Sentir (Otá Records)

Omar Sosa

Released March 12, 2002

Grammy Nominee for Best Latin Jazz Album 2003




Continuing the development his groundbreaking World-Jazz sound, Cuban composer and pianist Omar Sosa combines traditional vocals and rhythms from Cuba, Morocco and Venezuela with contemporary jazz harmonies and spoken word in an extraordinary new recording full of passion and spontaneity. Featured on the CD are Moroccan vocalist and multi-instrumentalist El Houssaine Kili, Cuban/Yoruba vocalist Martha Galarraga, and Venezuelan percussionist Gustavo Ovalles.

As part of his ongoing exploration of the African roots of music in the Americas, Omar’s concept for Sentir involves each musician using his or her own folkloric expressions and finding a common musical vocabulary for communication and improvisation. Another part of Omar’s approach involves the use of color as the basis of musical expression and the commonality of these ‘spiritual zones’ or trance states within the African Diaspora. The result is a fresh and poignant sound – one that celebrates the strong affinity of traditional musical roots and religious ceremonies in these cultures. Omar brings together the guembri, a traditional musical instrument from the Gnawa culture of North Africa, with bata drums, and Afro-Venezuelan percussion instruments such as the quitipla and culo e’ puya. The guembri replaces the usual acoustic bass, and the darbukkah and tan-tan, both percussion instruments from Morocco, often replace the smaller bata drums. Several tracks feature the lyrics of Washington, DC-based spoken word artist Sub-Z. Also contributing to the project are San Francisco-based percussionist John Santos and a number of Moroccan musicians including Yassir Chadly, Bouchaib Abdelhadi, and Moulay M’Hamed Enneji Fakihan (Nass Marrakech).

Track Listing:

1. Opening for Elegguá (Omar Sosa) 2:15

2. Sucesion en Blanco (Omar Sosa) 5:46

3. Rojo Changó (Omar Sosa) 3:31

4. Manto Blanco (Omar Sosa) 3:31

5. Toridanzón (Omar Sosa) 4:25

6. Azul Yemayá (Omar Sosa) 6:31

7. Oda al Negro (Omar Sosa) 4:03

8. Sister in Yellow (Omar Sosa) 5:53

9. Cielo y Mar Azules (Omar Sosa) 2:56

10. Tres Notas en Amarillo (Omar Sosa) 5:28

11. Rojo y Negro (Omar Sosa) 5:37

12. Eggun (Omar Sosa) 3:51

13. Sentir (Omar Sosa) 3:55


Omar Sosa: piano, marimba, percussion, guiro, bell, backing vocals, claps, ashtray, mallets inside piano, Yoruba prayer

Gustavo Ovalles: bata drums, quitplas, culo e’puya, cumacos, tambor de parranda, maracas, guiro, bongos, claps, vocals, cajon de rumba

Martha Galarraga: vocals, clave

El Houssaine Kili: guembri, qarqabas, tan-tan, Gnawa vocals

“Shariff” Moulay M’Hamed Enneji Fakihan: guembri, darbukkah, mandolina, qarqabas, Gnawa vocals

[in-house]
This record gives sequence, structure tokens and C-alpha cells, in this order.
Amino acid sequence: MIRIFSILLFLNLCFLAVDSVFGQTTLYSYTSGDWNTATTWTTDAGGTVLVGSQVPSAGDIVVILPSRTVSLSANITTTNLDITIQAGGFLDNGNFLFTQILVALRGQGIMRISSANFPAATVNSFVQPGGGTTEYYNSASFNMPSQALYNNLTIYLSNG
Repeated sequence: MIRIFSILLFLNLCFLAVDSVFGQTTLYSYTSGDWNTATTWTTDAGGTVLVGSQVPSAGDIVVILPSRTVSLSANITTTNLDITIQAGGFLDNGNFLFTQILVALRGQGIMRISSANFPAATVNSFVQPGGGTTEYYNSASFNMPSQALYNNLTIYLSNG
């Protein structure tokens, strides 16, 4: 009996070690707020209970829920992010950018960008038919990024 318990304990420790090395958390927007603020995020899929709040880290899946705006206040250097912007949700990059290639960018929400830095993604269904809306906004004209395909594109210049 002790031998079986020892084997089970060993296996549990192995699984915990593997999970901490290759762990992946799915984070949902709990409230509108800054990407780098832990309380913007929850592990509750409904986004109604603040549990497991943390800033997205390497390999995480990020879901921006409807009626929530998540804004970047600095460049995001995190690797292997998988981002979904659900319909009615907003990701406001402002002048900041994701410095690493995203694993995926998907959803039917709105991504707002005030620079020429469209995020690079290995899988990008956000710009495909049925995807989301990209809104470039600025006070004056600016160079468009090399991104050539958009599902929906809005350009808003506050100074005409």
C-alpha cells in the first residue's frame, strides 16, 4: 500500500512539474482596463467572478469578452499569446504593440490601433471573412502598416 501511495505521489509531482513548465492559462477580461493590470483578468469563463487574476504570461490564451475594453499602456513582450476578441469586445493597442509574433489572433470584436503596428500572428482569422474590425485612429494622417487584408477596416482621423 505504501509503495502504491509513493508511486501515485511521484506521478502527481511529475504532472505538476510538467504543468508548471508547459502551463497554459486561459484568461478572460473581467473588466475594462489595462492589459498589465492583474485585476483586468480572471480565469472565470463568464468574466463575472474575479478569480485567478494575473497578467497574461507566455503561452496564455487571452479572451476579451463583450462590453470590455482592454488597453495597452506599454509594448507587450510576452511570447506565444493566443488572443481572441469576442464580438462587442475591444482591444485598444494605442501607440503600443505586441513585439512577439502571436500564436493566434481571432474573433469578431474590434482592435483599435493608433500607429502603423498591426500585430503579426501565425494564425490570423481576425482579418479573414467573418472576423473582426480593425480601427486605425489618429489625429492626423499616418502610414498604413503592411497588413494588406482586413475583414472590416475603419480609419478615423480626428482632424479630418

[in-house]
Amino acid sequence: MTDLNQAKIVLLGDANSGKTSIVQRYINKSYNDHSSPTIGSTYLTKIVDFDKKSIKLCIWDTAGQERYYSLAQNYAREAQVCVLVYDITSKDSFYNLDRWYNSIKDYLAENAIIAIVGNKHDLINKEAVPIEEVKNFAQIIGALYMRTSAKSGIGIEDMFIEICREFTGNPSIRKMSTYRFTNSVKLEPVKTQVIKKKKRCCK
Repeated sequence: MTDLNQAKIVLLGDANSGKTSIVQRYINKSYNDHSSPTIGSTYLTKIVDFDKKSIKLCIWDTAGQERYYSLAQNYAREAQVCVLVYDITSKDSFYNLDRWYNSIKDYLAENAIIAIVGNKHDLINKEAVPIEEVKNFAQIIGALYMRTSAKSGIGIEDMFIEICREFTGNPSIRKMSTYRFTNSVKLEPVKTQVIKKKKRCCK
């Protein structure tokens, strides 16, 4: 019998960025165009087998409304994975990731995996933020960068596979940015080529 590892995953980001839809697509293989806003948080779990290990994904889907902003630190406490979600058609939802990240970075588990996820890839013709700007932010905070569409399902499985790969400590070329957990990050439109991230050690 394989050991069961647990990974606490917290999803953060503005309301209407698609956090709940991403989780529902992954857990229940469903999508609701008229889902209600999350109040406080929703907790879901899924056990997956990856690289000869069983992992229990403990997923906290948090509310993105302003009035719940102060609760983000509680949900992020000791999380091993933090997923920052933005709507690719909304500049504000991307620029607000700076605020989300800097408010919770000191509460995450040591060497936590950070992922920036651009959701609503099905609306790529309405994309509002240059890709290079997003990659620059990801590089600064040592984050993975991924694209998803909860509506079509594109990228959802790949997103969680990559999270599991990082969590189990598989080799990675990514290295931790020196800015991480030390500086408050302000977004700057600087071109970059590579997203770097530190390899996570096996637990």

John Santos: bata drums, djembe, clave, cata, backing vocals

Yassir Chadly: guembri, Gnawa vocals, claps

Bouchaib Abdelhadi: oud, claps, qarqabas, Moroccan violin, vocals, taarija;

“Sub-Z” Terence Nicholson: rap poetry, claps

Randy Rood: didgeridoo

Justo Soler: backing vocals

Recorded at Autie Studios, El Cerrito, CA; Emeryville Recording, Emeryville, CA; Ventilador Music, Barcelona, Spain

Producer: Omas Sosa

Engineer: Oscar Autie, Andreu Hernandez, Randy Rood

Mixing: Rodolfo Bohnwald, Andreu Hernandez, Omar Sosa, Jaume Sitjes

Mastering: Ken Lee

Photography: Olivier Auverlau, Jeff Braverman

Executive Producer: Scott Price


Cuban composer/pianist, Omar Sosa’s brand of world-jazz is prominently conveyed throughout this release – featuring, Moroccan vocalist, El Houssaine, Venezuelan percussionist, Gustavo Ovalles, and others. Sosa and co. also multitask while performing on indigenous percussion and stringed instruments emanating from Cuba, and North Africa amid conventional Western fare. Nevertheless, this is a true world music venture, augmented by Sosa’s delicately rendered chord progressions and jazzy right hand leads. The pianist’s musical concepts and methodologies include his associates’ soft vocals, Rap, and poetic narratives atop bustling rhythms and choral chants. And no matter how you view it, Sosa is a true merchant of joy via his flowing statements and warmly enacted arrangements. However, a few of these pieces suffer from being somewhat unwavering in scope and execution.

Sosa doesn’t present anything that could be deemed risqué or overtly novel on this outing, yet part of the magic lies within his heartfelt approach and jubilant spirit. Here, the artist propagates the heartbeat of the global community via a series of multifarious rhythmic structures and affable melodies – despite a few minor lulls in the program.

Glenn Astarita (All About Jazz)